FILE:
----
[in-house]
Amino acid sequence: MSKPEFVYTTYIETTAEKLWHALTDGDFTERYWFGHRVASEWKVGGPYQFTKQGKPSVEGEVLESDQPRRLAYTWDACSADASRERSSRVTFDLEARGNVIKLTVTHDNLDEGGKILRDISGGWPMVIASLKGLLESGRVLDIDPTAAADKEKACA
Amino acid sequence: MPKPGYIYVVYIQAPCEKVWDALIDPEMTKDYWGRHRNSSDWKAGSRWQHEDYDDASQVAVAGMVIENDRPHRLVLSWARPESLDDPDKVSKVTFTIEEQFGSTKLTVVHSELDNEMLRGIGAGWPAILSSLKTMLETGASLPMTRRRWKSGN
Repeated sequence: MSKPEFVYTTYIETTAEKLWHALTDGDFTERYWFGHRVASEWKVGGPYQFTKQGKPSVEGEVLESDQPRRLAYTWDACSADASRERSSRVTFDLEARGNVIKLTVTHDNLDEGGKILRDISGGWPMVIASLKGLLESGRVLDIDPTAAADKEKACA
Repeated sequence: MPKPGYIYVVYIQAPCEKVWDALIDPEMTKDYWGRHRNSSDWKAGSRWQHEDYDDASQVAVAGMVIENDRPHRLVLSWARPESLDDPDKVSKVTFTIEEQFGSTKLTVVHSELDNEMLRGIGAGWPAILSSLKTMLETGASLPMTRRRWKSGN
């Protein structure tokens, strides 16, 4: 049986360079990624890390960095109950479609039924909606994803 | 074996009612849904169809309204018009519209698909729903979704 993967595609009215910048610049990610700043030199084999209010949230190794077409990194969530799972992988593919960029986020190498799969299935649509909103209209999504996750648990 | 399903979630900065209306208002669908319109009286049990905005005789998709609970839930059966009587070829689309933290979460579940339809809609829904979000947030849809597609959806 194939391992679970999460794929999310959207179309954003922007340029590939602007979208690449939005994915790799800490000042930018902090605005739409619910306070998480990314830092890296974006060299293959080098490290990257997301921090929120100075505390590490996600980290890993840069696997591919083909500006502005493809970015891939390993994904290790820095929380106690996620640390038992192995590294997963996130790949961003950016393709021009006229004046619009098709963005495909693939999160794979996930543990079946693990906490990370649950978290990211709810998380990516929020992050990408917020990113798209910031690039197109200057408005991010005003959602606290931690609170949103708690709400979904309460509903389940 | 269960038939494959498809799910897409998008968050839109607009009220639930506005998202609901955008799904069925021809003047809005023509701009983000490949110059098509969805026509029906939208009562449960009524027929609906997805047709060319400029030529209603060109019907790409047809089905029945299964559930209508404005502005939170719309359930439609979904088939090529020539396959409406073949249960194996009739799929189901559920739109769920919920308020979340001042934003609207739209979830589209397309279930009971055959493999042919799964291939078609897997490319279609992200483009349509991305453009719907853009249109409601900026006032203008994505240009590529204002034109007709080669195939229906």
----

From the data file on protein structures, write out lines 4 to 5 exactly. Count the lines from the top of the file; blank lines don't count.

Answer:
Repeated sequence: MSKPEFVYTTYIETTAEKLWHALTDGDFTERYWFGHRVASEWKVGGPYQFTKQGKPSVEGEVLESDQPRRLAYTWDACSADASRERSSRVTFDLEARGNVIKLTVTHDNLDEGGKILRDISGGWPMVIASLKGLLESGRVLDIDPTAAADKEKACA
Repeated sequence: MPKPGYIYVVYIQAPCEKVWDALIDPEMTKDYWGRHRNSSDWKAGSRWQHEDYDDASQVAVAGMVIENDRPHRLVLSWARPESLDDPDKVSKVTFTIEEQFGSTKLTVVHSELDNEMLRGIGAGWPAILSSLKTMLETGASLPMTRRRWKSGN